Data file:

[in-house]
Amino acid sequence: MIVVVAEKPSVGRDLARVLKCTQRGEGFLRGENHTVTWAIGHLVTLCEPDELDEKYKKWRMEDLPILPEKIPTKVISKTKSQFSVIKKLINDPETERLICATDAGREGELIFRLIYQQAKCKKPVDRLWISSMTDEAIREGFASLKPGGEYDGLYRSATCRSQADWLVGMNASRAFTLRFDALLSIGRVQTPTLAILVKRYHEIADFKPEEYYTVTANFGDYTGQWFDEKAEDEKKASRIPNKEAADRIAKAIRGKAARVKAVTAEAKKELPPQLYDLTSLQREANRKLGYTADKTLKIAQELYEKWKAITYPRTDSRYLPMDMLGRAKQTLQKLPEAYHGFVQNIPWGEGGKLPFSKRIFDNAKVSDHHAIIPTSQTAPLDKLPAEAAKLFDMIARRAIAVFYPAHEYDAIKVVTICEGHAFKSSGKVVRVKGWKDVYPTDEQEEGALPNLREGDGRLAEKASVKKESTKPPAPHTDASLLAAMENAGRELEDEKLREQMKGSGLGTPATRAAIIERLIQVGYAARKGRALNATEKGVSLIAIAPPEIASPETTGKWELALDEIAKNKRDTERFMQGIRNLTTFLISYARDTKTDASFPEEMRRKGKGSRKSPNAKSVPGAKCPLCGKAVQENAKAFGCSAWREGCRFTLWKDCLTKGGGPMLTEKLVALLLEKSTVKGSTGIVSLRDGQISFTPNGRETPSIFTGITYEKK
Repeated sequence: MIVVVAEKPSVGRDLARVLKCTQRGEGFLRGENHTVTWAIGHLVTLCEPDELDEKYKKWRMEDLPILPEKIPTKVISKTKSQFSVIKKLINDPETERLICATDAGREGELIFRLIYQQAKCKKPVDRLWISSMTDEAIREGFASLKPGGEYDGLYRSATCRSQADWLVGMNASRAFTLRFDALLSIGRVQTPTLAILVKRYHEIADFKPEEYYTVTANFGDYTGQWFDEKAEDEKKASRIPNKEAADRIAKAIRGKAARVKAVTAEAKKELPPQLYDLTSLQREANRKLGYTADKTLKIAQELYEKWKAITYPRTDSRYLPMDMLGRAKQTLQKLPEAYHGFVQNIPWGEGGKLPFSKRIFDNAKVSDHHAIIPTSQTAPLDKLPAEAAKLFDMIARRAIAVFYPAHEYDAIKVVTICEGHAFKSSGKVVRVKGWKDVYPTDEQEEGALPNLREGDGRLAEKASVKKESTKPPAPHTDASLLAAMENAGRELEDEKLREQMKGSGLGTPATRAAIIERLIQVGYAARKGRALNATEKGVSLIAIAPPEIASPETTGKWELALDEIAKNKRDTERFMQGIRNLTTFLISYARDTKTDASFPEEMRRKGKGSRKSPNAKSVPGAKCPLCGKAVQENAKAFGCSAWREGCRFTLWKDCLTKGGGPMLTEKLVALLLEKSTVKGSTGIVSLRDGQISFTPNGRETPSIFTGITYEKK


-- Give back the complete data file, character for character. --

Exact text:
[in-house]
Amino acid sequence: MIVVVAEKPSVGRDLARVLKCTQRGEGFLRGENHTVTWAIGHLVTLCEPDELDEKYKKWRMEDLPILPEKIPTKVISKTKSQFSVIKKLINDPETERLICATDAGREGELIFRLIYQQAKCKKPVDRLWISSMTDEAIREGFASLKPGGEYDGLYRSATCRSQADWLVGMNASRAFTLRFDALLSIGRVQTPTLAILVKRYHEIADFKPEEYYTVTANFGDYTGQWFDEKAEDEKKASRIPNKEAADRIAKAIRGKAARVKAVTAEAKKELPPQLYDLTSLQREANRKLGYTADKTLKIAQELYEKWKAITYPRTDSRYLPMDMLGRAKQTLQKLPEAYHGFVQNIPWGEGGKLPFSKRIFDNAKVSDHHAIIPTSQTAPLDKLPAEAAKLFDMIARRAIAVFYPAHEYDAIKVVTICEGHAFKSSGKVVRVKGWKDVYPTDEQEEGALPNLREGDGRLAEKASVKKESTKPPAPHTDASLLAAMENAGRELEDEKLREQMKGSGLGTPATRAAIIERLIQVGYAARKGRALNATEKGVSLIAIAPPEIASPETTGKWELALDEIAKNKRDTERFMQGIRNLTTFLISYARDTKTDASFPEEMRRKGKGSRKSPNAKSVPGAKCPLCGKAVQENAKAFGCSAWREGCRFTLWKDCLTKGGGPMLTEKLVALLLEKSTVKGSTGIVSLRDGQISFTPNGRETPSIFTGITYEKK
Repeated sequence: MIVVVAEKPSVGRDLARVLKCTQRGEGFLRGENHTVTWAIGHLVTLCEPDELDEKYKKWRMEDLPILPEKIPTKVISKTKSQFSVIKKLINDPETERLICATDAGREGELIFRLIYQQAKCKKPVDRLWISSMTDEAIREGFASLKPGGEYDGLYRSATCRSQADWLVGMNASRAFTLRFDALLSIGRVQTPTLAILVKRYHEIADFKPEEYYTVTANFGDYTGQWFDEKAEDEKKASRIPNKEAADRIAKAIRGKAARVKAVTAEAKKELPPQLYDLTSLQREANRKLGYTADKTLKIAQELYEKWKAITYPRTDSRYLPMDMLGRAKQTLQKLPEAYHGFVQNIPWGEGGKLPFSKRIFDNAKVSDHHAIIPTSQTAPLDKLPAEAAKLFDMIARRAIAVFYPAHEYDAIKVVTICEGHAFKSSGKVVRVKGWKDVYPTDEQEEGALPNLREGDGRLAEKASVKKESTKPPAPHTDASLLAAMENAGRELEDEKLREQMKGSGLGTPATRAAIIERLIQVGYAARKGRALNATEKGVSLIAIAPPEIASPETTGKWELALDEIAKNKRDTERFMQGIRNLTTFLISYARDTKTDASFPEEMRRKGKGSRKSPNAKSVPGAKCPLCGKAVQENAKAFGCSAWREGCRFTLWKDCLTKGGGPMLTEKLVALLLEKSTVKGSTGIVSLRDGQISFTPNGRETPSIFTGITYEKK